USS Little Rock CL 92

Acadia, Maine Forest Fire 1947

Page last updated: 4 March, 2021

The Year Maine Burned !!!
In October of 1947 a huge forest fire in up-state Maine required massive amounts of outside help to put down the flames. Sailors from U.S.S. Little Rock CL 92, undoubtedly enjoying liberty in Portland, suddenly found themselves on the way to fight the largest forest fire in Maine's history. Below is a brief recap of the story of the fire. If you participated in this event, let us know what you remember. Contact the Webmaster.

Acadia National Park
October 1947 - The Big Fire

On Friday, October 17, 1947, at 4 p.m., the Bar Harbor, Maine Fire Department received a call from a Mrs. Gilbert. She reported smoke rising from a cranberry bog between her home and Acadia National Park. No one knows what started the fire. It could have been cranberry pickers smoking cigarettes in the bog or a trash fire at the dump. Whatever the cause, once ignited, the fire smoldered underground. From this quiet beginning arose an inferno that burned nearly half of the eastern side of Mount Desert Island and made international news.

In its first three days, the fire burned a relatively small area, blackening only 169 acres. But on October 21, strong winds fanned the flames. The blaze spread rapidly and raged out of control, engulfing over 2,000 acres. Personnel from the Army, Air Force, Navy , Coast Guard, University of Maine forestry program, and Bangor Theological Seminary joined local fire fighting crews. National Park Service employees flew in from parks throughout the eastern United States.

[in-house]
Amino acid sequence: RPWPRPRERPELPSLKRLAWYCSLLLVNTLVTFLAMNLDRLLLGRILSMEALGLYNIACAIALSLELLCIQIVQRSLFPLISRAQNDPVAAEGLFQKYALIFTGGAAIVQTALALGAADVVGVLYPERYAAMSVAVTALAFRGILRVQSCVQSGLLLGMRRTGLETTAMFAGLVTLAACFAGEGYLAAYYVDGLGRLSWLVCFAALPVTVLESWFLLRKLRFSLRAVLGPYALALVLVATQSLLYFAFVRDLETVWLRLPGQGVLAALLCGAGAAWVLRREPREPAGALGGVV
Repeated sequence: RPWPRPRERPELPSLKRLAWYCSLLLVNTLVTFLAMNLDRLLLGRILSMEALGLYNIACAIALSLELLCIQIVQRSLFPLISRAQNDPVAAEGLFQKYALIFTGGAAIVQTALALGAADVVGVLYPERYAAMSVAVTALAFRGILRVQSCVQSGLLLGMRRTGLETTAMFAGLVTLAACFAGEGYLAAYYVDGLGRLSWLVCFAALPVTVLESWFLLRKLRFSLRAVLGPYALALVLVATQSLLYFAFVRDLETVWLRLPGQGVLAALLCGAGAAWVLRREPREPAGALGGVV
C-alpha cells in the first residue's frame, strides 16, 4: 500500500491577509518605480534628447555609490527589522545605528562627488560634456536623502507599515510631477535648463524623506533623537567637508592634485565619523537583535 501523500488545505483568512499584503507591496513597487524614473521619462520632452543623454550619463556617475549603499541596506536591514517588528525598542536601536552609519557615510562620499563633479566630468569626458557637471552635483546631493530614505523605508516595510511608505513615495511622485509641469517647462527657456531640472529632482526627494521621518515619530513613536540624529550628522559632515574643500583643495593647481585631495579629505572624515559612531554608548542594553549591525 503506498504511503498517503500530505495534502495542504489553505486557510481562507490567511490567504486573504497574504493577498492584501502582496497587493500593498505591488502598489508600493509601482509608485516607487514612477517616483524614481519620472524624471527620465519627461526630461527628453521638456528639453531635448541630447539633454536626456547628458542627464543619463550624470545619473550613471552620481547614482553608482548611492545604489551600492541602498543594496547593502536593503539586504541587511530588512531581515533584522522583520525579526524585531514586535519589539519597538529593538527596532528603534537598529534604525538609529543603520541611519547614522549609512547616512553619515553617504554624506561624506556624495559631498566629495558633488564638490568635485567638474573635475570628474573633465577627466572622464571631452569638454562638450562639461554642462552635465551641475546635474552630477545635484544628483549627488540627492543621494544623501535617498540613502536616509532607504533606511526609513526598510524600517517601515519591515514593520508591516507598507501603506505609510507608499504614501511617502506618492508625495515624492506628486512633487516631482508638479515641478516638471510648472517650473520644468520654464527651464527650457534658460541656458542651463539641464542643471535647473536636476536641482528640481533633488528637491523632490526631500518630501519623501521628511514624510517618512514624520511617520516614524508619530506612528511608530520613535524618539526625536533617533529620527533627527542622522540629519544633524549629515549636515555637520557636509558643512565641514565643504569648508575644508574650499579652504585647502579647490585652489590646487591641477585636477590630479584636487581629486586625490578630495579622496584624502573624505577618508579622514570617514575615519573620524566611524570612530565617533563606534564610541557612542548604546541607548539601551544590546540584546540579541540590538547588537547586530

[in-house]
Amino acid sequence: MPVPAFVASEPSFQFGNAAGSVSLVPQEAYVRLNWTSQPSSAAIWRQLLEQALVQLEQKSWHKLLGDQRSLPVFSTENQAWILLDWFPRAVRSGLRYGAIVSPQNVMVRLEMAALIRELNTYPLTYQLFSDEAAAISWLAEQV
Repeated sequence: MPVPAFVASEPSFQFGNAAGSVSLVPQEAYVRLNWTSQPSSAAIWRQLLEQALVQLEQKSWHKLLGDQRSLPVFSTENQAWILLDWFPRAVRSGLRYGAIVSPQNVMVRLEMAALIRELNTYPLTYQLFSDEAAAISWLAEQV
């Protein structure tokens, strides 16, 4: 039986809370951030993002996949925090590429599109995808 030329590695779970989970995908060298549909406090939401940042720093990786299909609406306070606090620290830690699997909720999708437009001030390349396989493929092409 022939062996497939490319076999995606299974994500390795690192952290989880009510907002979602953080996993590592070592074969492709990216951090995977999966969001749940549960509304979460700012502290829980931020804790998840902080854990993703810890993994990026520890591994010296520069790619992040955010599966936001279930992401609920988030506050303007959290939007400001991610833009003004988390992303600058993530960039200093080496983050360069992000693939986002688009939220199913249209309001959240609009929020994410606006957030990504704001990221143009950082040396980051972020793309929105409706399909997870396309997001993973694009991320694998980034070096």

U.S.S. Little Rock's crew was directly involved with a companion fire near the towns of Kezar Falls and Hollis, ME. (See letters below)

Evacuation of the residents quickly became an issue. At one point all roads from the town were blocked by flames and local fisherman prepared to help with a mass exodus by boat as gale force winds fanned the inferno. Finally, bulldozers opened a pathway through the flames and smoldering remains of homes and a caravan of 700 cars and 2,000 people made it to safety.

In all, some 17,188 acres burned. More than 8,000 acres were burned in Acadia National Park. Property damage exceeded $23 million in 1947 dollars. State-wide, more than 200,000 acres, 851 permanent homes, and 397 seasonal cottages were destroyed in "the year Maine burned."

Thanks to the U.S.S. Little Rock CL 92 Crew
from the
Town of Hollis, Maine

In her book "WILDFIRE LOOSE - The Week That Maine Burned" author Joyce Butler briefly refers to LITTLE ROCK's participation in helping quell blazes in the areas near the town of Hollis, ME.
  • On page 189 Miss Butler notes: "Army-Navy Day celebrations scheduled for Sunday (Oct. 26) were called off, not only in Maine, but in Boston. (The Navy's light cruiser Little Rock, in Boston for the occasion, headed to Maine with 1000 men to offer their services as firefighters).